STEVENSBURG, Va. — I bought a bunch of 10 tulips for $6.99 the other day and stuck them on my desk. One day, the buds were tight and pale; the next day, they were about the size of a plum and similar in color. They lifted my spirits, lasted for days and brought a glimpse of spring.
I picked them up at a grocery store a couple of blocks from the office. Nothing strange about that, but here's the weird thing: I might well have seen the same bunch being grown and gathered a few days earlier in an enormous greenhouse just outside Culpeper, Va. I say might because one bunch was hard to see amid roughly 1 million tulips in hydroponic cultivation at the glazed quarters of a company called Fresh Tulips USA, in Stevensburg. It's one of the largest tulip factories in the world. A Dutchman named Coen Haakman is the operations manager.
It probably helps to be Dutch to undertake an enterprise that involves mass production of the tulip. Greenhouse growers in the Netherlands raise 1.5 billion cut tulips a year, although fewer of those blooms today are making it to the American marketplace.
With the rise of high-volume supermarket floral departments, Haakman and his business partners figured that by bringing Dutch methods and techniques to the mid-Atlantic, they could meet consumer demand for cheap and cheerful tulips while cutting out middlemen and delays in shipping.
Never miss a local story.
He came to Virginia in 2004 with a plan to grow 5 million tulips a year. Seven years later, he and his Dutch grower, Hans Meester, and about 100 employees churn out 45 million in five greenhouse bays covering eight acres.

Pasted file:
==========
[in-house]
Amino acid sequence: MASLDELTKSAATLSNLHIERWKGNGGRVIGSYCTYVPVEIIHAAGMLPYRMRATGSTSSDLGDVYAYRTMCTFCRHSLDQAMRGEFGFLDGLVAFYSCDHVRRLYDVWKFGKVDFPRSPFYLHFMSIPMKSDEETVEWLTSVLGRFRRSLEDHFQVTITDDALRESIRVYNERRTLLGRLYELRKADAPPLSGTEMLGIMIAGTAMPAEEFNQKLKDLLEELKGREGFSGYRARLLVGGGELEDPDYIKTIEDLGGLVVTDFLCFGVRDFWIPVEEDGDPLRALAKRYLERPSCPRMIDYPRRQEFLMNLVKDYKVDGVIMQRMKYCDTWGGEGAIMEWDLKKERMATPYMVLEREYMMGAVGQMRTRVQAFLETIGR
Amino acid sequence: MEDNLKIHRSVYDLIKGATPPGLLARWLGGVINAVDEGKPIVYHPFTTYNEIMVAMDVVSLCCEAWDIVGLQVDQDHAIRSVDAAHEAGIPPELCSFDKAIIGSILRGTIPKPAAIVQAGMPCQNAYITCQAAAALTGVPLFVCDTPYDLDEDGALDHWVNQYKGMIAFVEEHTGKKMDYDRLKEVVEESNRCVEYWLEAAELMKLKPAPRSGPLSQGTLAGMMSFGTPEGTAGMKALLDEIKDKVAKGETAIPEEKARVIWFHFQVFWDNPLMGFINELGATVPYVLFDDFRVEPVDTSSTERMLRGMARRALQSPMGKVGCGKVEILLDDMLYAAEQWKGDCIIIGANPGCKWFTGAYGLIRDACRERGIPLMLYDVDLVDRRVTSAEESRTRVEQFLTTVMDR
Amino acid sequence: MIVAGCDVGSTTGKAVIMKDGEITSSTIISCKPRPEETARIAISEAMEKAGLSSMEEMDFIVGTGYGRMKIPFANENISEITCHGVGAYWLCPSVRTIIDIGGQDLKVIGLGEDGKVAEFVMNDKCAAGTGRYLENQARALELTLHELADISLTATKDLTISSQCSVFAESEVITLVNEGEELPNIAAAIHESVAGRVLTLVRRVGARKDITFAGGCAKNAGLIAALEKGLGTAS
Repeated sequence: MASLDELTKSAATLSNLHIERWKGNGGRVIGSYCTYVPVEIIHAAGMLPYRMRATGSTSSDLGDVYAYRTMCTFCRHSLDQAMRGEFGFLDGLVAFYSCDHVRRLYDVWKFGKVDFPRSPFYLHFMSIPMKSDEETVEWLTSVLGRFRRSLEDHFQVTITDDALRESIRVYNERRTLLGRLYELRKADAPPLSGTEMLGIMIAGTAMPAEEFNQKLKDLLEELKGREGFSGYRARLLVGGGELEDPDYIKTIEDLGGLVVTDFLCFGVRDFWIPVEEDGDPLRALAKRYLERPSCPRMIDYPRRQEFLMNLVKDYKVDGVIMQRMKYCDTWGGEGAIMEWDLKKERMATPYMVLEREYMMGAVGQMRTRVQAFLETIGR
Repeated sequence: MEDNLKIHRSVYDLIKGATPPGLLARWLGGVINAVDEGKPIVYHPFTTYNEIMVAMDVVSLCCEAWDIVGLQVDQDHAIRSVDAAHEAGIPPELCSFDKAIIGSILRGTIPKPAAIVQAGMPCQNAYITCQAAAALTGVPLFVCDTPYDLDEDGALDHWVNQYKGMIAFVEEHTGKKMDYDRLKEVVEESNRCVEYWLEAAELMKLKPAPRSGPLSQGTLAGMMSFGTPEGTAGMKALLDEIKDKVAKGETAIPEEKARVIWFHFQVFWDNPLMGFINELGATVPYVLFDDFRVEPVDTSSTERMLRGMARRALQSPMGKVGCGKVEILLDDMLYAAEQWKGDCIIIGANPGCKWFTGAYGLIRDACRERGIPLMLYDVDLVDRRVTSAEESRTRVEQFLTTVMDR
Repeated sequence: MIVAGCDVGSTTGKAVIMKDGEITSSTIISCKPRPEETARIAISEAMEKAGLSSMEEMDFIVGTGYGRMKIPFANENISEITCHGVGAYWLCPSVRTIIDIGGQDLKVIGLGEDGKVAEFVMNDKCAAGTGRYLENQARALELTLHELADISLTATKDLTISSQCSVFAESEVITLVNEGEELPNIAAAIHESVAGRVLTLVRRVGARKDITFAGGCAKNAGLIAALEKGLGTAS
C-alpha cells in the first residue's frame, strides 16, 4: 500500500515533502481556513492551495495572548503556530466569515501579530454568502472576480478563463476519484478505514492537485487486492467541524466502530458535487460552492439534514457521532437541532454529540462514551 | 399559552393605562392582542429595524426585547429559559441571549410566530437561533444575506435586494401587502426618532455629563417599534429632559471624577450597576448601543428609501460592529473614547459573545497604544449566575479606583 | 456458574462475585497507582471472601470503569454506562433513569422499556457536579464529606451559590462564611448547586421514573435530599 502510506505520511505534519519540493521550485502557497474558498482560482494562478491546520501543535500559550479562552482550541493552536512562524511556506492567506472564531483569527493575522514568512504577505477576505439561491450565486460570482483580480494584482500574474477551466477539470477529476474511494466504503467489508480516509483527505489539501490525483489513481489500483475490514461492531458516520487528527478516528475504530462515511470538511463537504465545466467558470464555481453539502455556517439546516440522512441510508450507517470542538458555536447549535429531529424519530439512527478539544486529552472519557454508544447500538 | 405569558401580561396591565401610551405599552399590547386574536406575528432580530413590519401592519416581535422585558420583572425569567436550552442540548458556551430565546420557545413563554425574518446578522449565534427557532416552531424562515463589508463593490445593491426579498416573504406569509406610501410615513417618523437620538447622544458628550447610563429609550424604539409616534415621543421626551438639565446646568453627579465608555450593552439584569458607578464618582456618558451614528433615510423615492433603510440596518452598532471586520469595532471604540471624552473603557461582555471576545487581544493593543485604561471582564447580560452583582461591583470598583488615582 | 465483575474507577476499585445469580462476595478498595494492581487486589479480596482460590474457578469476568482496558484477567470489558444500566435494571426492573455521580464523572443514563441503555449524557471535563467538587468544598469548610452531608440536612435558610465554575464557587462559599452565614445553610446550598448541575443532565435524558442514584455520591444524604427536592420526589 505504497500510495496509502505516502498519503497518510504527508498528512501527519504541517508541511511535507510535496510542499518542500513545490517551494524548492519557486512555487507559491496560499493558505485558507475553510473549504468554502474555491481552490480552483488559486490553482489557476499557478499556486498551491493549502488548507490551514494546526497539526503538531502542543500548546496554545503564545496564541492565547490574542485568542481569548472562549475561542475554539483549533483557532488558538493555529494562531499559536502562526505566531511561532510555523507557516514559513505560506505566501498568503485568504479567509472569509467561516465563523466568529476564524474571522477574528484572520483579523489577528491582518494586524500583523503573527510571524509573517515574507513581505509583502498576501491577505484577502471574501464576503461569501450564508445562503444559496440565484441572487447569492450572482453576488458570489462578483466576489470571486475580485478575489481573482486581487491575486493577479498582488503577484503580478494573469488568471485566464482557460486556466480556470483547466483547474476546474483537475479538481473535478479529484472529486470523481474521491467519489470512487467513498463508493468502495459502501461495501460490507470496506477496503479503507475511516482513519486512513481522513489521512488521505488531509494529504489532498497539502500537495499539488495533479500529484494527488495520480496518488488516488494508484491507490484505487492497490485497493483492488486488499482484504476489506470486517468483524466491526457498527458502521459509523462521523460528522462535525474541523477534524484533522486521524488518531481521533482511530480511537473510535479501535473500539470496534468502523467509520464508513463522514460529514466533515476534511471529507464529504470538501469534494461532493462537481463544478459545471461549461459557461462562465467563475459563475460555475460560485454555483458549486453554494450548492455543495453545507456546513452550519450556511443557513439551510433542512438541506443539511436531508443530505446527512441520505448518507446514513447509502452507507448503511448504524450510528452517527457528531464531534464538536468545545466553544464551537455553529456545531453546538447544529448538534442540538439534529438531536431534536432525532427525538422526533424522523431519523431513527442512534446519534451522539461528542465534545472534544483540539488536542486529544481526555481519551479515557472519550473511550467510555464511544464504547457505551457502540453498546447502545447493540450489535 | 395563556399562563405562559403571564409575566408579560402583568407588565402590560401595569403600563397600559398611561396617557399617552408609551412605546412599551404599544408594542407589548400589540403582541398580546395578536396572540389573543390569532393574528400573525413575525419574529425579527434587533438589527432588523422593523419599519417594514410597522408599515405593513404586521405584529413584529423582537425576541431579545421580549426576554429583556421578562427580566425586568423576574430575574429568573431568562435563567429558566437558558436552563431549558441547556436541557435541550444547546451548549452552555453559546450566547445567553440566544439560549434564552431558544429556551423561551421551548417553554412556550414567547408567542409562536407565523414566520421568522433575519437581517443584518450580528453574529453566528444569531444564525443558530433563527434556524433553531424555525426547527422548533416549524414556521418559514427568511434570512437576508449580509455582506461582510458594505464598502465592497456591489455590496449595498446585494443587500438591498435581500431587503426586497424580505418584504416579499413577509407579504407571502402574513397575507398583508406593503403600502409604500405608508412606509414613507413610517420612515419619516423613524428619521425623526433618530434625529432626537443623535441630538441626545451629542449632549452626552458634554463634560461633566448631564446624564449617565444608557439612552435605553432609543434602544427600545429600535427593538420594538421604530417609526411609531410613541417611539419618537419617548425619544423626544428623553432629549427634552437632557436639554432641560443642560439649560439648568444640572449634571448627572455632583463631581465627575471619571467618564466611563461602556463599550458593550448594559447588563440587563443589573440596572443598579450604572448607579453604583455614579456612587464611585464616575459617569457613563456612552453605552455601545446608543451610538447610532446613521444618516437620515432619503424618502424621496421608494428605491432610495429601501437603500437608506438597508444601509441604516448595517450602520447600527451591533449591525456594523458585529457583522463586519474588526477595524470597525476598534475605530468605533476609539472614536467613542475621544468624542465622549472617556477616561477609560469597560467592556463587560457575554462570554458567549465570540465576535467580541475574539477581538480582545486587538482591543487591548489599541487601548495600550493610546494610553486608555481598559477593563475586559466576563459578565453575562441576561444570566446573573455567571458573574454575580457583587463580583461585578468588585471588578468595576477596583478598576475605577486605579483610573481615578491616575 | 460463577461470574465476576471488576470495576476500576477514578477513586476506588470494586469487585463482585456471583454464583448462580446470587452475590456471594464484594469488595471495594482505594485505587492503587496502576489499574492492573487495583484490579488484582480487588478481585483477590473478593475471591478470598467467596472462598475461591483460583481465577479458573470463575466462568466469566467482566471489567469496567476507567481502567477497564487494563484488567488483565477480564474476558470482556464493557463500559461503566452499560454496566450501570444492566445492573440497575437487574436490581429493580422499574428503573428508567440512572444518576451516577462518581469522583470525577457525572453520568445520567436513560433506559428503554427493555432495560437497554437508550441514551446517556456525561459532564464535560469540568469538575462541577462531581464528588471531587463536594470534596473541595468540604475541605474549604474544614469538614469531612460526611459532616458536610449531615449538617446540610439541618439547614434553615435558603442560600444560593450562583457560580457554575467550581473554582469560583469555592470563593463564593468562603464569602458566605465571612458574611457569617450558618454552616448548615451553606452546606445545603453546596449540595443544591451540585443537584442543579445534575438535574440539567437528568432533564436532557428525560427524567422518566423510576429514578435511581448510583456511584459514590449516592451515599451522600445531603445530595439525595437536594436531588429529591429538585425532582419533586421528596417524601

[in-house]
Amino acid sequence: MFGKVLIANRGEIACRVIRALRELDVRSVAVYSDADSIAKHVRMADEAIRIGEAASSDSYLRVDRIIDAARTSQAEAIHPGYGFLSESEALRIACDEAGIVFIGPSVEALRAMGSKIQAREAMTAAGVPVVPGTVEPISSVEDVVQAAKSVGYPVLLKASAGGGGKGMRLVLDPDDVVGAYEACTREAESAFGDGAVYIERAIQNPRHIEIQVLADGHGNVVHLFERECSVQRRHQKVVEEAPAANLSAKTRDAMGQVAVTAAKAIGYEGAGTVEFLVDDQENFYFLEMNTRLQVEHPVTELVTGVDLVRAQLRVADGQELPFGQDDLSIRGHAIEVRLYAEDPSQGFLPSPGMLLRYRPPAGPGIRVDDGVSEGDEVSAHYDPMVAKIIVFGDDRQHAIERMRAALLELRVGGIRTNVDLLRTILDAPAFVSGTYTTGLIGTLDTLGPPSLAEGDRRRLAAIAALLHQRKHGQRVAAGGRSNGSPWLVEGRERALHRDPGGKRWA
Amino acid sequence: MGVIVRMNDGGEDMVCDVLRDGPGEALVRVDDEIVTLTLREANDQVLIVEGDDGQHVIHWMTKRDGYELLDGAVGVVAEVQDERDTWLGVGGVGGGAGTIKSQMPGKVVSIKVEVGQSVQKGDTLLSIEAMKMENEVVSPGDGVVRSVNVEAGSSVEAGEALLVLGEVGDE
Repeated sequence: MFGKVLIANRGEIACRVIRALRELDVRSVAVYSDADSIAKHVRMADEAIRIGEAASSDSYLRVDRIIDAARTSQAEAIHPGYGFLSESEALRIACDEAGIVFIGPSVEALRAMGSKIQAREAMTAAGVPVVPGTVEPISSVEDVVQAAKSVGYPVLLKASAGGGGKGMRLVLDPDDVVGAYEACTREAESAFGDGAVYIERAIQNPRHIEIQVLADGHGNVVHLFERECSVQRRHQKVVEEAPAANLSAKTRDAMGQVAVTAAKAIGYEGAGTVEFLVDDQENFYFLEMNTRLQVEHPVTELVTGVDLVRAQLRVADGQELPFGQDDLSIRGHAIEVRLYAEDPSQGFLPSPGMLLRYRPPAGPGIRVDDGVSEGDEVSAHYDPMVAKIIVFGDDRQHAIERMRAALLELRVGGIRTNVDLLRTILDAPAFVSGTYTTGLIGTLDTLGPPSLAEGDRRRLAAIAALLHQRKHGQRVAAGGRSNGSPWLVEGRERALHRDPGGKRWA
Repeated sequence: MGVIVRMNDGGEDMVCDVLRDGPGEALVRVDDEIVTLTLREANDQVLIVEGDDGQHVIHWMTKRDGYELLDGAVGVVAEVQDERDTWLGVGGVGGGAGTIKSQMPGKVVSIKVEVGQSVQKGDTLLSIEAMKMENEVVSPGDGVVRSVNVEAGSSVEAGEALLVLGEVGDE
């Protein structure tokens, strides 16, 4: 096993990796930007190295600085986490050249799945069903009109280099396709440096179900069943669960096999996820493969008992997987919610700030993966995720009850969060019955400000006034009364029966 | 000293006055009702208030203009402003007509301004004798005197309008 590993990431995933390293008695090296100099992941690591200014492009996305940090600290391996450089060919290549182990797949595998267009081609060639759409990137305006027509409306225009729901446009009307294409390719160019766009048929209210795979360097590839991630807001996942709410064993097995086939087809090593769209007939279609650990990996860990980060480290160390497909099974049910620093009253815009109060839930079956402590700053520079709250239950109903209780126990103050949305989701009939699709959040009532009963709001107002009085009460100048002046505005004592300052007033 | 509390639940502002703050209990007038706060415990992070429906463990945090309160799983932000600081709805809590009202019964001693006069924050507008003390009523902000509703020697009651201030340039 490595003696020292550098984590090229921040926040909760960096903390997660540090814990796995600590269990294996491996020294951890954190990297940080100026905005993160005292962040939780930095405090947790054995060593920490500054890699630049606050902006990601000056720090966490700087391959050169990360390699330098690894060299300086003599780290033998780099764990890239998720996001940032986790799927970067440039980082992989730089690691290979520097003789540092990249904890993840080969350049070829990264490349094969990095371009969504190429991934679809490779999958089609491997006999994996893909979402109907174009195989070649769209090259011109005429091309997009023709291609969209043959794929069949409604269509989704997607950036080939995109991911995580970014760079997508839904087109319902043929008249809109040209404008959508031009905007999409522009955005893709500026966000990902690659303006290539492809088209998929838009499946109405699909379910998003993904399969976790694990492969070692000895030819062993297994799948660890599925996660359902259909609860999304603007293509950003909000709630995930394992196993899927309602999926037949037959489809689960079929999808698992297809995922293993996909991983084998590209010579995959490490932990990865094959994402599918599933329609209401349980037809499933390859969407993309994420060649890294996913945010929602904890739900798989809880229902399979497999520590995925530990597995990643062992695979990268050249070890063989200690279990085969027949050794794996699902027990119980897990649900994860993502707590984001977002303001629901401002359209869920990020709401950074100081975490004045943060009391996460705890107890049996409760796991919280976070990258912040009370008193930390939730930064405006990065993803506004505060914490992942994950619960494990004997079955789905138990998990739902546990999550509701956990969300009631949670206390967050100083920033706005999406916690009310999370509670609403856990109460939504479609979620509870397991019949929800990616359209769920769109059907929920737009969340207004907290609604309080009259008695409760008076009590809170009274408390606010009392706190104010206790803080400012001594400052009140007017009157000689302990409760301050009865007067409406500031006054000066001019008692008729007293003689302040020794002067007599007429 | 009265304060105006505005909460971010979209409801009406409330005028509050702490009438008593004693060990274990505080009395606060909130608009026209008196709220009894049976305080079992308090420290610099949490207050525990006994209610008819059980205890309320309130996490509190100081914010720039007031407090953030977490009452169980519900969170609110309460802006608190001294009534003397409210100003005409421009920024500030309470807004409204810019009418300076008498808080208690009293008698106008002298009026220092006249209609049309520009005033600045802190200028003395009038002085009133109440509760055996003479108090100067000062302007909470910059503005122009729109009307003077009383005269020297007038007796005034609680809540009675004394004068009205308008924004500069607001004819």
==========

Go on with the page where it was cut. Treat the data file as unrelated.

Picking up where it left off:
In the dead of winter, it's a nice place to be, especially with the overhead lines of hanging Boston ferns. They number 32,000 and function to shade and cool the greenhouse while generating additional income through sales. Early February is high season; the glass houses are empty only in high summer.
The company ships about a million tulips a week to stores including Whole Foods Market and Wegmans in markets as far west as Dallas, north to Boston and south to Miami. In mid-February, the production more than doubles for an annual peak of tulips in three colors: red, white and pink.. These varieties are all Triumph tulips, by name Ile de France, Jumbo Pink and White Marvel.
With tulips, timing is everything. The task is made somewhat easier for Haakman because the bulbs themselves are farmed by sister companies in the Netherlands, France and Chile.
In Europe, new bulbs are harvested in July. Then climate-controlled storage takes over. First, the bulbs are kept warm enough for next year's embryonic tulip to form. But to trick the flowers into greenhouse bloom — gardeners call it forcing — the bulbs must be chilled for 16 to 18 weeks, including the two-week voyage to the United States.
Haakman shows me the room where the shipped boxes are stored, and the air is filled with the roar of a fan and the blast of cold air. Massed tulip bulbs can produce enough ethylene gas to mess up their eventual flowering, hence the frequent forced ventilation.
After the dry bulbs have initiated a little root growth, they are taken out of cold storage and "potted up" for growth, except there is no pot and no soil. As the bulbs roll down a conveyor belt, workers cull rotten bulbs and place the healthy ones, 100 at a time, on a horizontal board. A peg spears the base of each bulb, allowing the board to sit in a black plastic tray, where the bulbs grow. Lined up on the greenhouse floor, the trays are filled with water and a little liquid fertilizer, and the bulbs shoot up in the 65-degree air, lowered to the 50s at night. Robotic watering arms move across the acres of trays several times a day to keep the growing bulbs happy.
The stems are harvested just as the buds begin to show color. After a night in cold storage, they go to a bouquet production room, where the tulips are bundled, tied, de-bulbed and wrapped.